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Effects of a simple home exercise program and vitamin D supplementation on health-related quality of life after a hip fracture: a randomized controlled trial


Renerts, K; Fischer, K; Dawson-Hughes, B; Orav, E J; Freystaetter, G; Simmen, H-P; Pape, H-C; Egli, A; Theiler, R; Bischoff-Ferrari, H A (2019). Effects of a simple home exercise program and vitamin D supplementation on health-related quality of life after a hip fracture: a randomized controlled trial. Quality of Life Research, 28(5):1377-1386.

Abstract

PURPOSE
To test the effects of vitamin D intervention and a simple home exercise program (HE) on health-related quality of life (HRQL) in the first 12 months after hip fracture.
METHODS
HRQL was reported in 173 acute hip fracture patients (mean age 84 years, 79% females, 77% community dwelling) who were enrolled in the 12-month 2 × 2 factorial Zurich Hip Fracture Trial. Pre-fracture HRQL was assessed at baseline (4.2 ± 2.2 days post-surgery) and then again at 6 and 12 months after hip fracture surgery by the EuroQol EQ-5D-3L index value (EQ-5D-3L questionnaire). The effects of vitamin D intervention (2000 vs. 800 IU vitamin D) and exercise (HE vs. no HE) or of the combined interventions on HRQL were assessed using multivariable-adjusted repeated-measures linear mixed-effects regression models.
RESULTS
The EQ-5D-3L index value significantly worsened from 0.71 pre-fracture to 0.57 over 12 months, but the degree of worsening did not differ between individual or combined interventions. However, regarding only the late recovery between 6 and 12 months, the group receiving neither intervention (800 IU/day and no HE) experienced a significant further decline in the EQ-5D-3L index value (adjusted mean change = 0.08 [95% CI 0.009, 0.15], p = 0.03) while all other groups remained stable.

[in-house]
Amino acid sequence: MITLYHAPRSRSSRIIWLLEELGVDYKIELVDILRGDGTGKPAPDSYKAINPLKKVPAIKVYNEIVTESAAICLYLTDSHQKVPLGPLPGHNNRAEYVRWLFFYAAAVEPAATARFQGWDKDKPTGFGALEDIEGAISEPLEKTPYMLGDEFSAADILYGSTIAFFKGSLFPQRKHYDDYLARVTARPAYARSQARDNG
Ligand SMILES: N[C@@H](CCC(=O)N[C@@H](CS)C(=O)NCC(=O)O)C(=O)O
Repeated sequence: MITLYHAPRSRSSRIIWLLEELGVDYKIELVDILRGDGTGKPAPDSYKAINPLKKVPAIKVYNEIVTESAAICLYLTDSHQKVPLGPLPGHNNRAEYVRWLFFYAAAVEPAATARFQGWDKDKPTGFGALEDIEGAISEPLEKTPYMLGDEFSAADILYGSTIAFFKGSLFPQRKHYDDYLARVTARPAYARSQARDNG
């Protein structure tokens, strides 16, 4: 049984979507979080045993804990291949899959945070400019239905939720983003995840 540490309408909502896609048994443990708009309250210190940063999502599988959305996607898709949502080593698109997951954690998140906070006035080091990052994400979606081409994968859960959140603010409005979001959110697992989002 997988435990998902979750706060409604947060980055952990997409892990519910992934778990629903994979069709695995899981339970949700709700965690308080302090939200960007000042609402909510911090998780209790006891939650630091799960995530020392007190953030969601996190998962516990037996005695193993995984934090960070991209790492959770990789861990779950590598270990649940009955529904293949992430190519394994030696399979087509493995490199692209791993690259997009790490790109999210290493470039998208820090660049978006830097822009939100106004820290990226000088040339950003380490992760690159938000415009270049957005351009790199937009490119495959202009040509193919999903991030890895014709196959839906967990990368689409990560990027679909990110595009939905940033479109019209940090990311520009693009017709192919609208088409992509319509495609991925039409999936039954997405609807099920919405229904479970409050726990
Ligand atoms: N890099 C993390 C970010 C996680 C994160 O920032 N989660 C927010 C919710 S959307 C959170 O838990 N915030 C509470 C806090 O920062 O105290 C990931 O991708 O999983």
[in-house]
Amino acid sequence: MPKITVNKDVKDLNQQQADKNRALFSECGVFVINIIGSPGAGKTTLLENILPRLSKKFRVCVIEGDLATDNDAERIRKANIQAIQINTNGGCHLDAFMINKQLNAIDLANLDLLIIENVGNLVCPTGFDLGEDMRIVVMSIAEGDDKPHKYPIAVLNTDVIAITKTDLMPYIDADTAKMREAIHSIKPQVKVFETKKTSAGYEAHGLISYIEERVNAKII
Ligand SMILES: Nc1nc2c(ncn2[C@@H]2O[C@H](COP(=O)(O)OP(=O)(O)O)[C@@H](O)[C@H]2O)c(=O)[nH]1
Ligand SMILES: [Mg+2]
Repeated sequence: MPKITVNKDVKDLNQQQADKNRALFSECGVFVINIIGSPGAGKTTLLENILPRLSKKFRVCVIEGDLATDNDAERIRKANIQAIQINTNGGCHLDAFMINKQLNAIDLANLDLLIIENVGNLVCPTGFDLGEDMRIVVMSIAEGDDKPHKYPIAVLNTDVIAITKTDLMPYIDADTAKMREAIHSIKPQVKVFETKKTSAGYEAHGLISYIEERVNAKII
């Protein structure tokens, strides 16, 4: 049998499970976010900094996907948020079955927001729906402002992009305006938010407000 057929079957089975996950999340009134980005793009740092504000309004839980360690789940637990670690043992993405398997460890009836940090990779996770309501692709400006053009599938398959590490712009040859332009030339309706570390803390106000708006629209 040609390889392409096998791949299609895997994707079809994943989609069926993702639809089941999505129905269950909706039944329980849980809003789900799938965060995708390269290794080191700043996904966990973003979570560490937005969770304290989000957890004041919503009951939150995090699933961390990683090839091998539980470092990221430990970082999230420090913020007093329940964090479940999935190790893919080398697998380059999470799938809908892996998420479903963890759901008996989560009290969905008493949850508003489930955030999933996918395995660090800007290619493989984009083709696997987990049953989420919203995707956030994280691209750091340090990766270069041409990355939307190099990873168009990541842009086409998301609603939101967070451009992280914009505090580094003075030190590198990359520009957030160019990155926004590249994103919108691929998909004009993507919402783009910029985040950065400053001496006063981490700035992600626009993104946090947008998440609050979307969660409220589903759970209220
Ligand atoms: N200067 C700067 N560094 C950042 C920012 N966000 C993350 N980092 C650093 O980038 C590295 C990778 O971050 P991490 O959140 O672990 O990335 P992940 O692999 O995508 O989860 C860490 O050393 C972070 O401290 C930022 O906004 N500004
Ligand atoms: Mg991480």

CONCLUSION
Hip fractures have a long-lasting negative effect on HRQL up to 12 months after hip fracture. However, HE and/or 2000 IU vitamin D per day may help prevent a further decline in HRQL after the first 6 months following the acute hip fracture event.

Abstract

PURPOSE
To test the effects of vitamin D intervention and a simple home exercise program (HE) on health-related quality of life (HRQL) in the first 12 months after hip fracture.
METHODS
HRQL was reported in 173 acute hip fracture patients (mean age 84 years, 79% females, 77% community dwelling) who were enrolled in the 12-month 2 × 2 factorial Zurich Hip Fracture Trial. Pre-fracture HRQL was assessed at baseline (4.2 ± 2.2 days post-surgery) and then again at 6 and 12 months after hip fracture surgery by the EuroQol EQ-5D-3L index value (EQ-5D-3L questionnaire). The effects of vitamin D intervention (2000 vs. 800 IU vitamin D) and exercise (HE vs. no HE) or of the combined interventions on HRQL were assessed using multivariable-adjusted repeated-measures linear mixed-effects regression models.
RESULTS
The EQ-5D-3L index value significantly worsened from 0.71 pre-fracture to 0.57 over 12 months, but the degree of worsening did not differ between individual or combined interventions. However, regarding only the late recovery between 6 and 12 months, the group receiving neither intervention (800 IU/day and no HE) experienced a significant further decline in the EQ-5D-3L index value (adjusted mean change = 0.08 [95% CI 0.009, 0.15], p = 0.03) while all other groups remained stable.
CONCLUSION
Hip fractures have a long-lasting negative effect on HRQL up to 12 months after hip fracture. However, HE and/or 2000 IU vitamin D per day may help prevent a further decline in HRQL after the first 6 months following the acute hip fracture event.

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Additional indexing

Item Type:Journal Article, refereed, original work
Communities & Collections:04 Faculty of Medicine > University Hospital Zurich > Department of Trauma Surgery
04 Faculty of Medicine > University Hospital Zurich > Clinic for Geriatric Medicine
Dewey Decimal Classification:610 Medicine & health
Language:English
Date:1 May 2019
Deposited On:15 Mar 2019 10:49
Last Modified:18 Apr 2019 01:05
Publisher:Springer
ISSN:0962-9343
OA Status:Closed
Publisher DOI:https://doi.org/10.1007/s11136-019-02100-4
PubMed ID:30739288

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